Making Content Comprehensible for Non-Native Speakers of English: The SIOP Model
This study examined a model of instruction for English language learners (ELLs) who are learning academic English at the same time they are trying to meet content standards as required by the educational reform movement in the United States. In previous work, the authors developed and validated a model of sheltered instruction for these learners, known as the Sheltered Instruction Observation Protocol or SIOP Model. The current study tested the model for its effects on student achievement. The findings reveal that the students with teachers who implemented the SIOP Model performed significantly better than the comparison group on a writing assessment, a task closely approximating academic tasks ELLs must perform in standards-based classrooms, namely writing expository essays.
||Professional Development, Content, Model
The International Journal of Learning, Volume 14, Issue 11, pp.41-50.
Article: Print (Spiral Bound).
Article: Electronic (PDF File; 639.531KB).
Department of Educational Psychology, Administration & Counseling, California State University, Long Beach, USA
Dr. Echevarria’s professional experience includes elementary and secondary teaching in general education, special education, English as a Second Language and bilingual programs. She has lived in Taiwan and Mexico where she taught ESL and second language acquisition courses at the university level, as well as in Spain where she conducted research on instructional programs for immigrant students. Her UCLA doctorate earned her an award from the National Association for Bilingual Education's Outstanding Dissertations Competition. Her research
and publications focus on effective instruction for English learners, including those with learning disabilities. She is a nationally known expert on English learners and has written numerous journal articles and book chapters, has written and produced several videotapes and has co-authored several books including, Making Content Comprehensible for English Language Learners: The
SIOP Model and Sheltered Content Instruction: Teaching Students With Diverse Abilities, both published by Allyn & Bacon. The SIOP Model of instruction
is used widely in all 50 states and several countries. Currently, she is Co-Principal Investigator with the Center for Research on the Educational Achievement and Teaching of English Language Learners (CREATE) funded
by the U.S. Department of Education, Institute of Education Sciences (IES). In 2005, Dr. Echevarria was selected as Outstanding Professor at CSULB.
Division Director, Center for Applied Linguistics, Center for Applied Linguistics, Washington DC, USA
Deborah Short, Ph. D., is a senior research associate with the Center for Applied Linguistics in Washington, DC and a professional development consultant. She co-developed the research-validated SIOP Model for sheltered instruction. She has directed research studies on English language learners for the Carnegie Corporation, the Rockefeller Foundation, and the U.S. Dept. of Education. Recently she chaired an expert panel on adolescent ELL literacy and co-authored the report: Double the Work: Challenges and Solutions to Acquiring Language and Academic Literacy for Adolescent English Language Learners. As director of Academic Language Research & Training, Dr. Short consults in the U.S. and abroad on professional development and curriculum design for sheltered instruction and academic literacy. Her numerous publications include books on the SIOP Model and Hampton-Brown’s secondary and elementary school ESL series: Edge, High Point, and Avenues. Her research articles have appeared in the TESOL Quarterly, the Journal of Educational Research, Educational Leadership, Education and Urban Society, Social Education, and Journal of Research in Education. She taught English as a second/foreign language in New York, California, Virginia, and the Democratic Republic of Congo.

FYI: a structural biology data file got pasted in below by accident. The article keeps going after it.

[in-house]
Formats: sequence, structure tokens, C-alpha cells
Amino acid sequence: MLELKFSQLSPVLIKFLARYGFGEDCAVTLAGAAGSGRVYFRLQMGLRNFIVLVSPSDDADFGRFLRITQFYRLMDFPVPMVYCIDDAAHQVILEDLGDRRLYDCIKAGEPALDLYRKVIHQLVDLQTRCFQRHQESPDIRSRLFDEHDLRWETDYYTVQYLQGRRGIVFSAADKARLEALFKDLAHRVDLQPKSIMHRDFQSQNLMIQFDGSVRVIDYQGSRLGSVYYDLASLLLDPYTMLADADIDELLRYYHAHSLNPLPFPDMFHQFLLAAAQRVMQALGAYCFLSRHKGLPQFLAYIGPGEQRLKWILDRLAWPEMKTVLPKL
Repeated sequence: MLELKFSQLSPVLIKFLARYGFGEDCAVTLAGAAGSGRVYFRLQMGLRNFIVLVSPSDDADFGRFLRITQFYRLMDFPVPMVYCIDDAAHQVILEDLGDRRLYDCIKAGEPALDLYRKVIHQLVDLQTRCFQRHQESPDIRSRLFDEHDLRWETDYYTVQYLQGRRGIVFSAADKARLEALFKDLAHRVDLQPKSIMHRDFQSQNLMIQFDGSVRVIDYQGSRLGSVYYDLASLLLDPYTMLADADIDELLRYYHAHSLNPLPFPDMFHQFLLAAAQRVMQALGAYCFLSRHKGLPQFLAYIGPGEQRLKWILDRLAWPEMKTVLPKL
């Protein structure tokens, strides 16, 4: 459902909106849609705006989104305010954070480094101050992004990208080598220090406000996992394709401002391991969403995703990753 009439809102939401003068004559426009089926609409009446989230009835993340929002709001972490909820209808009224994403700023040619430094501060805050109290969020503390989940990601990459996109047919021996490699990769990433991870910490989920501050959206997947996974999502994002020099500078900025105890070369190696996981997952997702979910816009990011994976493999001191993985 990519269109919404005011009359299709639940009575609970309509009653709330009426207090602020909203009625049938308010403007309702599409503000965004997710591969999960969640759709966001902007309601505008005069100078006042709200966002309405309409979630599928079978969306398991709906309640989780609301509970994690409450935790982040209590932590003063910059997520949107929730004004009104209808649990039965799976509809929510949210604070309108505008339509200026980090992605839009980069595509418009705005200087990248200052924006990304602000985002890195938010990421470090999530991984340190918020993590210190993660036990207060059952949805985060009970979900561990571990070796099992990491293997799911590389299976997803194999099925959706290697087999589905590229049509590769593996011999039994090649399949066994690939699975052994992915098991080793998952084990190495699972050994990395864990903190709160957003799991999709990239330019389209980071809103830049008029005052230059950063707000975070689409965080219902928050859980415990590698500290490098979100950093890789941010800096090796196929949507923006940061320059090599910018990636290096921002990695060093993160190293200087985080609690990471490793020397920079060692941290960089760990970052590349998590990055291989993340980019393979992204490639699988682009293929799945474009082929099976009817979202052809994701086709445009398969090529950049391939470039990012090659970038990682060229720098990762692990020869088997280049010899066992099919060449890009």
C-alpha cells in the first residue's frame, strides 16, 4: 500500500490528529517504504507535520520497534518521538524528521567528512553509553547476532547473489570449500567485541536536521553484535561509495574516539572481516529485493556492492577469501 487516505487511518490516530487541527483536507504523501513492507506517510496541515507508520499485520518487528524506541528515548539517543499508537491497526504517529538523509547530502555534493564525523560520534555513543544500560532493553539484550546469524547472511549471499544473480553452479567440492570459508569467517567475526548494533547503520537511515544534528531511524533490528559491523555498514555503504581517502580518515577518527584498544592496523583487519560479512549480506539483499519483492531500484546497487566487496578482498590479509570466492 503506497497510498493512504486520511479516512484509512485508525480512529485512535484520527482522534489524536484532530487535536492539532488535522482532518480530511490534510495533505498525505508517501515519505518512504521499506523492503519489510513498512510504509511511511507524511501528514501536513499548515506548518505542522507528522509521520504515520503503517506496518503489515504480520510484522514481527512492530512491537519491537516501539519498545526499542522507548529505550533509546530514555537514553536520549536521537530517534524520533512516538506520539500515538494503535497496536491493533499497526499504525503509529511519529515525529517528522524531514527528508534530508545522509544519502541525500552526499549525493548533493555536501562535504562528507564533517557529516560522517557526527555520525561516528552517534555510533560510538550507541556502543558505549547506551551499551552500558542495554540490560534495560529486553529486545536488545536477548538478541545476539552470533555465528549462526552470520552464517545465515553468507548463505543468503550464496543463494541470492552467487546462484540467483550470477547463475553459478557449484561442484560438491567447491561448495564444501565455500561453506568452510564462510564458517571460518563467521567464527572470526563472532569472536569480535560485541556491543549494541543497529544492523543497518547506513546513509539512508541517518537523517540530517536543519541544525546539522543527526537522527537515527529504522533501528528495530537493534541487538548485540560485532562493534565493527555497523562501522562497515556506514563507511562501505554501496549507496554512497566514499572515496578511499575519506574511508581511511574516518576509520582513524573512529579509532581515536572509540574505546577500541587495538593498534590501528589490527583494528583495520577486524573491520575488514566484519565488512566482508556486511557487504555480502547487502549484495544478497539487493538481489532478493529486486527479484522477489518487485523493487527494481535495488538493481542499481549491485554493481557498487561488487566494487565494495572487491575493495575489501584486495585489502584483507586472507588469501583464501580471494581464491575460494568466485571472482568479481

Department of Educational Psychology, Administration and Counseling, California State University, Long Beach, USA
Kristin Powers, Ph.D., is Associate Professor of School Psychology and Director of the Educational Psychology Clinic at California State University, Long Beach. Her past experiences include providing psychological services to schools and assisting the Superintendents of Special Education and Research in establishing district-wide policies in a large diverse school district. Dr. Powers was co- Primary Investigator of the Gender and Transition Project, funded by the Office of Special Education Rehabilitation Services, and she has published and presented scholarly articles on the transition-related experiences of youth with disabilities, as well as on racial disproportionality in special education and response-to-intervention service delivery models. Dr. Powers is an
Associate Editor of the California School Psychologist and is writing a book on assisting vulnerable youth in their transition to adulthood.
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